The UAW and the Heyday of American Liberalism, 1945–1968
"Kevin Boyle has done a masterful job of identifying the unique contribution of the UAW, not only to American Liberalism, but also to the nation and to all people. As contemporary labor and society at large search for new directions, this book should be required reading."―Victor G. Reuther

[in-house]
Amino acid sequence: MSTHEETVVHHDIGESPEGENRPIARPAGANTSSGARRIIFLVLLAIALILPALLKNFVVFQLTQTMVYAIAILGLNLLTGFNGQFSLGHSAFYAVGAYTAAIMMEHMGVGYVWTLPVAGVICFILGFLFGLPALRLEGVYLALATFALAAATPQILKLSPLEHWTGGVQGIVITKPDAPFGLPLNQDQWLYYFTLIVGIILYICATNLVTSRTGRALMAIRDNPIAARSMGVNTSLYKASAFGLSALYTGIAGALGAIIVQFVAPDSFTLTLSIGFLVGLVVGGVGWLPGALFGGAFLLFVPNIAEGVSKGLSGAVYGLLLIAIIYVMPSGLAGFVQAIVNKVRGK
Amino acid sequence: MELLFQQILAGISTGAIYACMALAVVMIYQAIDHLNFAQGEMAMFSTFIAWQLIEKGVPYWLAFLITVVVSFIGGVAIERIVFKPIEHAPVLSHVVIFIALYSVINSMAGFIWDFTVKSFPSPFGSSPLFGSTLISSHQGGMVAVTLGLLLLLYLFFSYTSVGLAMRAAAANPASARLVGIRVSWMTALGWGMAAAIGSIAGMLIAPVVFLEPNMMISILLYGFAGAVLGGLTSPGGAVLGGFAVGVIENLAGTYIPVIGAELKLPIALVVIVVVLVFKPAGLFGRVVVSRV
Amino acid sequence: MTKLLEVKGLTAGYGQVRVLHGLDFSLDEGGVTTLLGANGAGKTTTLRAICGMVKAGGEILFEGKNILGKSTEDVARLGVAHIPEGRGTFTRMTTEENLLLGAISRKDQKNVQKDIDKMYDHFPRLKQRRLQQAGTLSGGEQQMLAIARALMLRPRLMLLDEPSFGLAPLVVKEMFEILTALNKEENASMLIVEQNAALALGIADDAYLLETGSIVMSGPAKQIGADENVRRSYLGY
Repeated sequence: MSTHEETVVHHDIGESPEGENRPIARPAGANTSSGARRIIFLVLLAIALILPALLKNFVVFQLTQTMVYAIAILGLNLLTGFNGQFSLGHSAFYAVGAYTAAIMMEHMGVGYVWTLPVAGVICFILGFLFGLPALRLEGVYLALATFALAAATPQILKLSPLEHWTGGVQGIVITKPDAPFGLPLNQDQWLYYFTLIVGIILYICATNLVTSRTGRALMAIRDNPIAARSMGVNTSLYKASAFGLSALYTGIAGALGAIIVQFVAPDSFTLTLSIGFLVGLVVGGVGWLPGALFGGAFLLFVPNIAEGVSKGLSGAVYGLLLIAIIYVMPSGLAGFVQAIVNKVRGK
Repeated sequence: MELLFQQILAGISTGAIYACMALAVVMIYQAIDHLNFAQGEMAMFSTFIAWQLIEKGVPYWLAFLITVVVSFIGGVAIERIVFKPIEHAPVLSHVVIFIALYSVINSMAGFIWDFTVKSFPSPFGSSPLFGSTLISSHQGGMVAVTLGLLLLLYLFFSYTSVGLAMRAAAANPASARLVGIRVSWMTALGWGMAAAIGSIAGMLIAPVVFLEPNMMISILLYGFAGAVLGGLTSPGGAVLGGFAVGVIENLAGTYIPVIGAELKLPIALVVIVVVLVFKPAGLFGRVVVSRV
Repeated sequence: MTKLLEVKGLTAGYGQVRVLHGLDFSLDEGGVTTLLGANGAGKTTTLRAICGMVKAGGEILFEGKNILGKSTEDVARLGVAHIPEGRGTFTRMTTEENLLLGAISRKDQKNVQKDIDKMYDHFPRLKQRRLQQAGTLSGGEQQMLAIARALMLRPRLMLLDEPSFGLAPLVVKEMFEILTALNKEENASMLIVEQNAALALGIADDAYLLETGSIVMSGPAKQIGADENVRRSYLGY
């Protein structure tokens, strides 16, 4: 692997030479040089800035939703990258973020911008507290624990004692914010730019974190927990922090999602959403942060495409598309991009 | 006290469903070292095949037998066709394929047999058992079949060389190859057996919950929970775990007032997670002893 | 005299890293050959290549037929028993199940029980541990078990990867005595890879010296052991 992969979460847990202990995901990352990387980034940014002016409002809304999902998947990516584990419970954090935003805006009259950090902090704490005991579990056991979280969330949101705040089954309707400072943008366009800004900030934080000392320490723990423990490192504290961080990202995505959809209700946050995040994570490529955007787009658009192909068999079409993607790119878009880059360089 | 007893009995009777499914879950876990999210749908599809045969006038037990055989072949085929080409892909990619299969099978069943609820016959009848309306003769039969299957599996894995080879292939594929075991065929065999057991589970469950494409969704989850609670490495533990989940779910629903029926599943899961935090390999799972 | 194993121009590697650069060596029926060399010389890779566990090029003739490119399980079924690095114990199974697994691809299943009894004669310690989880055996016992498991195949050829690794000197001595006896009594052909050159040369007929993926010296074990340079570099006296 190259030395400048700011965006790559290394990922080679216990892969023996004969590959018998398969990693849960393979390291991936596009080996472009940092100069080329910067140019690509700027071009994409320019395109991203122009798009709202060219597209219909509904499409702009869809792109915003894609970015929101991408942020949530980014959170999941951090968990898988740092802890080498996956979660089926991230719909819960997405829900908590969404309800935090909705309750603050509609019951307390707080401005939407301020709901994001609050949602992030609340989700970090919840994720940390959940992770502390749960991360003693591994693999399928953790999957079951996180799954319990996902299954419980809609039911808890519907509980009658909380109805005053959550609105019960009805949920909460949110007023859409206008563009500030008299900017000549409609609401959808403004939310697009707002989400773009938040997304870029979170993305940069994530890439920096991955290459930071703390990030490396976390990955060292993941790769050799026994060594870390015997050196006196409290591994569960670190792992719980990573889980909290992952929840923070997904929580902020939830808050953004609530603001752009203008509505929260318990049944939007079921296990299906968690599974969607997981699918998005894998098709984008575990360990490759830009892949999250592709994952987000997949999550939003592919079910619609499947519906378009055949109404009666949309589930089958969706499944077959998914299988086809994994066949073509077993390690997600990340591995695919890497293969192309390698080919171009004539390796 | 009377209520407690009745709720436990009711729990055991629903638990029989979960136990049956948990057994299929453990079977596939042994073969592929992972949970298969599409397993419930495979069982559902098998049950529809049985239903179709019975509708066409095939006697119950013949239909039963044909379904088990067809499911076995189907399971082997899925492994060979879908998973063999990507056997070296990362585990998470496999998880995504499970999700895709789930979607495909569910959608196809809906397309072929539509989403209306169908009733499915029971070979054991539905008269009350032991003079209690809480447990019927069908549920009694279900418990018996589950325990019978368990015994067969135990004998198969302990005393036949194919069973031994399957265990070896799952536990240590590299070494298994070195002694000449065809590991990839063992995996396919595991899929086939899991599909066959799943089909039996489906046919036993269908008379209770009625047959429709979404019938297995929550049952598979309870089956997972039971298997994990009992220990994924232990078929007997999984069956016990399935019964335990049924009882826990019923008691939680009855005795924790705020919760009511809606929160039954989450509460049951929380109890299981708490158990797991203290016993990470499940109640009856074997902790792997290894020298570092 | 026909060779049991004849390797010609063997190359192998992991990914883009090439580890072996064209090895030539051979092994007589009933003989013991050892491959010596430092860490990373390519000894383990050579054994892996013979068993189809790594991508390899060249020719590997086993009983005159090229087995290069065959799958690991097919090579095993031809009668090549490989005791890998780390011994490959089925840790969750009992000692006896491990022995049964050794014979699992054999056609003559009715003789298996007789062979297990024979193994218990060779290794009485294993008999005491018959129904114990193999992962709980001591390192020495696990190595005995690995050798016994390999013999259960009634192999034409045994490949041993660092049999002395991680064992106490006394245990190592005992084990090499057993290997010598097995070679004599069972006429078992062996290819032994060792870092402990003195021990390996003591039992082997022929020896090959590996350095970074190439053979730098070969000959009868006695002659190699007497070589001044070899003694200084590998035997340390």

"One of the many virtues of Kevin Boyle's brilliant and important history, The UAW and the Heyday of American Liberalism, is that it provides a clear picture of the road not taken."―The American Prospect"Intelligent, well written, and exhaustively researched, . . . Boyle's work . . . is part of an important and increasingly favorable reevaluation of the character of late New Deal social democracy."―Journal of American History"Boyle's book presents, with a remarkably assured tone and a mastery of materials, a persuasive narrative of the shortcomings of postwar liberalism from the labor perspective that was so important then and is so often ignored today."―American Political Science Review"This book constitutes a compelling argument that throughout the immediate post-war decades, the union's leadership under Reuther attempted to construct a cross-class, biracial reform coalition in the United States. . . . The role and influence of institutions in the making of history is surely an argument that labour historians ignore at their own peril. Post-war United States labour historical scholarship has been surely enriched by Boyle pointing that out in such a compelling fashion."―Harry Knowles, University of Sydney. The Journal of Industrial Relations. September, 2000. Current political observers castigate organized labor as more interested in winning generous contracts for workers than in fighting for social change. The UAW and the Heyday of American Liberalism offers a compelling reassessment of labor's place in American politics in the post-World War II era. The United Automobile Workers, Kevin Boyle demonstrates, was deeply involved in the pivotal political struggles of those years, from the fight for full employment to the battle for civil rights, from the anticommunist crusade to the war on poverty. The UAW engaged in these struggles in an attempt to build a cross-class, multiracial reform coalition that would push American politics beyond liberalism and toward social democracy. The effort was in vain; forced to work within political structures - particularly the postwar Democratic party - that militated against change, the union was unable to fashion the alliance it sought. The UAW's political activism nevertheless suggests a new understanding of labor's place in postwar American politics and of the complex forces that defined liberalism in that period. The book also supplies the first detailed discussion of the impact of the Vietnam War on a major American union and shatters the popular image of organized labor as being hawkish on the war. Engrossing and richly developed, The UAW and the Heyday of American Liberalism draws on extensive research in the records of the UAW and in papers of leading liberals, including Martin Luther King Jr., Harry Truman, John Kennedy, Robert Kennedy, Lyndon Johnson, Hubert Humphrey, and Adlai Stevenson.
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